Community Supported Agriculture or CSA has been a popular option for eating fresh food for many people. It’s also a disappointment if one enters it without the right research and asking the right questions.
Generally speaking a CSA member pays a flat fee and shares the risk and reward of the farmer. This fee covers expenses – seed, equipment, land and yes labor – up front, reducing some of the risk for the farmer. It also can save you money and introduce you to foods you may not find at the local grocery. The members pay a flat fee up front and split the crop. If there’s 40 members and a bumper crop of tomatoes there is enough to preserve for beyond the season.
There are also some things to be aware of. One comment said they wouldn’t take the risk of crop failure and getting nothing – they’d just buy at the store. (Apparently the store is immune from crop failure!) Another opposed the idea of having to participate in some of the labor involved in harvesting the crop, something that some CSA’s require and others don’t.
There are some farms that will custom grow for you with a different spin on a CSA. The same principles in up front fee, but instead of splitting with 40 members you get a certain square footage of garden space. This can be an advantage for those who don’t like surprises in eating to know you have particular items growing for you. You can choose from management types and get an active part in the decision making without having to do the work.
Communication is a big factor in determining if a CSA is a fit for you. Listening to complaints alone from both sides it can go very wrong. Here are five ways to help your experience be a good one, whether from a traditional CSA or a custom venture as above:
1.Have reasonable expectations. Choosing heirloom vegetables means they will look different than you’re used to. If you want cookie cutter look alike tomatoes this may not be an option. If you want no pesticides be prepared to share your crop with the bugs, and keep in mind they don’t share so that could mean your crop feeds the bugs! An alternative is having a plan to spray if bugs are found or using other methods.
2.Communicate about what you’ll get. Depending on regulations some may get eggs or meats with the produce. Are you opposed to receiving value added or off farm products? This might be a jar of honey or jam or crafts. It might be potpourri or edible flowers. What happens when you leave for vacation? How do you handle your produce then – will it keep or will it spoil before you get home? This is also the time to bring up any allergies – if you or someone in the family is allergic to nuts speak up before you get two pounds of pecans or walnuts!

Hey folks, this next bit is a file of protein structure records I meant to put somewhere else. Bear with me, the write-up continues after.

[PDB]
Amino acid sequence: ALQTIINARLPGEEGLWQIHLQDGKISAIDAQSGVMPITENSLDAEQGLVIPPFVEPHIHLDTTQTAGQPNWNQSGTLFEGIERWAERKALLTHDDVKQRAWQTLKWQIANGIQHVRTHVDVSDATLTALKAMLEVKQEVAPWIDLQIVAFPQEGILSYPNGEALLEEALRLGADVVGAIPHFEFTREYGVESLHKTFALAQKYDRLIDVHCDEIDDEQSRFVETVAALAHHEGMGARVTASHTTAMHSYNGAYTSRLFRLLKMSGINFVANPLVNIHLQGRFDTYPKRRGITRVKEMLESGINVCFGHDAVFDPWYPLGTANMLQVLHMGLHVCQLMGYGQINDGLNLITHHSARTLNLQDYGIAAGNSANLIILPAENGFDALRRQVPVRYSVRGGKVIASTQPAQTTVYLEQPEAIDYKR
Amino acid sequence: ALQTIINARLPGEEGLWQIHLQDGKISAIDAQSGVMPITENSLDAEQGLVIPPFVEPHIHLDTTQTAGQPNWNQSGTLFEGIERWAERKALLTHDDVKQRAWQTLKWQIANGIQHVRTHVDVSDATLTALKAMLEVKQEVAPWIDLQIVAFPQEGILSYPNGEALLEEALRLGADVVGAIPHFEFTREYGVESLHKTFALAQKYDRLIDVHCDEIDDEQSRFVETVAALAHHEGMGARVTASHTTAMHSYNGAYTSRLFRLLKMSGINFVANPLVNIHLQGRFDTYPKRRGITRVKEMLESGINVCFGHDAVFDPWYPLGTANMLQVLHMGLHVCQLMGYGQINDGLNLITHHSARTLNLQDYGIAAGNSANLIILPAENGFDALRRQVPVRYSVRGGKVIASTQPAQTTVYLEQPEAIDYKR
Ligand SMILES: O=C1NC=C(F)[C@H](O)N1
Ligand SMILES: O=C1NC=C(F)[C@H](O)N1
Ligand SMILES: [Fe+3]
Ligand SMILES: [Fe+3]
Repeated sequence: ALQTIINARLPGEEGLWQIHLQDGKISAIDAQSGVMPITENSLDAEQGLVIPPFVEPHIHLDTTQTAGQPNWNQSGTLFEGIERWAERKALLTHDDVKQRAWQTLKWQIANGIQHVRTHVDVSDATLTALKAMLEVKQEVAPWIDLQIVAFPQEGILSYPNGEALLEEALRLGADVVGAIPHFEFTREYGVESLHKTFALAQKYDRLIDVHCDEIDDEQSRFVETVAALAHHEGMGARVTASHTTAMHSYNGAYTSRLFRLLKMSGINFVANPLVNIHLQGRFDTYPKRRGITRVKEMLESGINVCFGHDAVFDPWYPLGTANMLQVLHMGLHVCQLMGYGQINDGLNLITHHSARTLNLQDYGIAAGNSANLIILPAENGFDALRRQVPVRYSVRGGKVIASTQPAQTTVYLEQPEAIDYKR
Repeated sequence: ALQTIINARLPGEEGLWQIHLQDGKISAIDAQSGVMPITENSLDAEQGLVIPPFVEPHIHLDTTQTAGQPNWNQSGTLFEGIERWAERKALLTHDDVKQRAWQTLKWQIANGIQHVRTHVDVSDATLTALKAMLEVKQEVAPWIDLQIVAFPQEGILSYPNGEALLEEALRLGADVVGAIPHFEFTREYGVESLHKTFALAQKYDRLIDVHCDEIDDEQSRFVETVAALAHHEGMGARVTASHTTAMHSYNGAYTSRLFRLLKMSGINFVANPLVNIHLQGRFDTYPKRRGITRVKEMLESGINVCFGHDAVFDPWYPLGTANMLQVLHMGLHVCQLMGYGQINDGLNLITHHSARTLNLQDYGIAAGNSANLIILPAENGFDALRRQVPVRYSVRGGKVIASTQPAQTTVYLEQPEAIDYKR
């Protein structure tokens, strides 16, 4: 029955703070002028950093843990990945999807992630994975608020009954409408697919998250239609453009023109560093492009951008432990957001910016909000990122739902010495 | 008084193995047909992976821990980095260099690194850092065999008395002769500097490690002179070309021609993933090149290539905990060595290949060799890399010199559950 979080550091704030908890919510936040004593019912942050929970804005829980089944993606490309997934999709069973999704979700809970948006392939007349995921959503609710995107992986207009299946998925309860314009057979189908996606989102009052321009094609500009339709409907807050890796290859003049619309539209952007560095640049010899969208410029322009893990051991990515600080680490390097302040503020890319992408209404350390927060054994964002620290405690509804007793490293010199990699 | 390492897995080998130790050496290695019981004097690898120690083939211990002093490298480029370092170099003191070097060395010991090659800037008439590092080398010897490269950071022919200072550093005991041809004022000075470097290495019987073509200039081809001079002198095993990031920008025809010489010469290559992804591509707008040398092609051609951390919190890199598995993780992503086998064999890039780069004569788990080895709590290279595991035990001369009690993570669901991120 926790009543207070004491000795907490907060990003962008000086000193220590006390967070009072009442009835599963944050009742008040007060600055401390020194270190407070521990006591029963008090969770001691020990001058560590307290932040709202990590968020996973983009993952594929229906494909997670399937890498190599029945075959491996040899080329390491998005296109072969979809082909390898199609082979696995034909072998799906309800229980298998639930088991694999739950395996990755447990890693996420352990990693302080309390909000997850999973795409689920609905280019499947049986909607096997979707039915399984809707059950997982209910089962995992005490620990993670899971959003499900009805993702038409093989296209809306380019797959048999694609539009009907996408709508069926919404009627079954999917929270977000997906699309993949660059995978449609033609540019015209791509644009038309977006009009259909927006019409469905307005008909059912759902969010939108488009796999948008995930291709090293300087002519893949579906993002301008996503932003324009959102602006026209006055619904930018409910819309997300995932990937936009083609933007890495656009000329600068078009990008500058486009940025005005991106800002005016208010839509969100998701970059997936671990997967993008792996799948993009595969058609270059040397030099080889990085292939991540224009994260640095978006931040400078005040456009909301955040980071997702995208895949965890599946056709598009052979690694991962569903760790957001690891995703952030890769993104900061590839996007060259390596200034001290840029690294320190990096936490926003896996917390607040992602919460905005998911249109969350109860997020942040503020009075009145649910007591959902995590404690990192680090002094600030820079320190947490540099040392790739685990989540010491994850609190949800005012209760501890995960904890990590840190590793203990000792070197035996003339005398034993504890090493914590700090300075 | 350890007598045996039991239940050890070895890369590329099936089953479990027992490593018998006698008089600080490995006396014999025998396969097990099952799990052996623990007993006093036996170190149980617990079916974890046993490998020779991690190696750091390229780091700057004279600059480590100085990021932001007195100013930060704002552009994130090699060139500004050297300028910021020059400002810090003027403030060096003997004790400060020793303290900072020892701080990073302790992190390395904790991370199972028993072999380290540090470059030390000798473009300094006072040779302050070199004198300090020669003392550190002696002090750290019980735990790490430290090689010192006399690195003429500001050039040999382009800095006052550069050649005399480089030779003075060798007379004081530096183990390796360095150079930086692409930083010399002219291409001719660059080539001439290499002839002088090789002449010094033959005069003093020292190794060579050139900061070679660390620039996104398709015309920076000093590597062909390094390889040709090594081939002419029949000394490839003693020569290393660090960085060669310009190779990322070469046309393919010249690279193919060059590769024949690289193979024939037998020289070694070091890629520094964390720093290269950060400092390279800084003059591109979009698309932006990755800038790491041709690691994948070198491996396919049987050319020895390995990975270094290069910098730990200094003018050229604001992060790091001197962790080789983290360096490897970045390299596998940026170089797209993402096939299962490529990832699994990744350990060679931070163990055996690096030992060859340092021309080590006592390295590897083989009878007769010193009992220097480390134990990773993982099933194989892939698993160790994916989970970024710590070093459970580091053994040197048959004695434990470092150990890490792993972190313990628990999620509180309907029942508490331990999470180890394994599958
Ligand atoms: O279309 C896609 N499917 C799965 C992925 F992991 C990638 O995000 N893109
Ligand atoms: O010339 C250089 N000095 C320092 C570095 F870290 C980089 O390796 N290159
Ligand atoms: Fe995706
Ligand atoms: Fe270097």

3.Is work required? Some depend on participation in tending the crop while others don’t. Remember as a farm work is dictated by nature and can be extremely busy one month and not so much the next.
4. How involved do you want to be in the decision making? Do you want to decide varieties or is just “tomatoes, beans and salad fixin’s” good enough for you? The more you are involved the more research you’ll need to do but also the more you’ll learn. This can be invaluable for homeschoolers as well as for those thinking about growing their own food but not quite ready to make that step. Learning by doing is a good way to take part and benefit from mistakes others make!
5.Be realistic about the amount of food you’ll get. If you’re paying $30 per week don’t be surprised if you have to supplement with other food. One CSA did offer to provide everything – including meats, eggs, produce and other farm products – but the up front cost deterred people even though it was cheaper than “the store.” Too much or too little is part of the risk in growing for yourself as well as with a CSA. Crops can look great one week and be storm damaged the next.
The quality and often quantity of a CSA or CSA style farm products is usually very good. .It will bring additional awareness of the struggles all in agriculture face in bringing a safe, healthy food supply to the public.
The time to choose a CSA is fall/winter when they’re making plans for the new season. Remember with a CSA you need to allow time to grow the food. If you want a heritage turkey for Thanksgiving the farmer needs to know in the spring! Growing pork, turkey, lamb and other products doesn’t just “happen” instantly when you put an order in. Those with eggs have six months of work raising laying hens before the eggs start coming!
A CSA is a great way to take an active part in the food supply. It’s a chance to truly know your farmer and know exactly where and how your food was grown. Be realistic, support farmers and strengthen communities with your food dollars!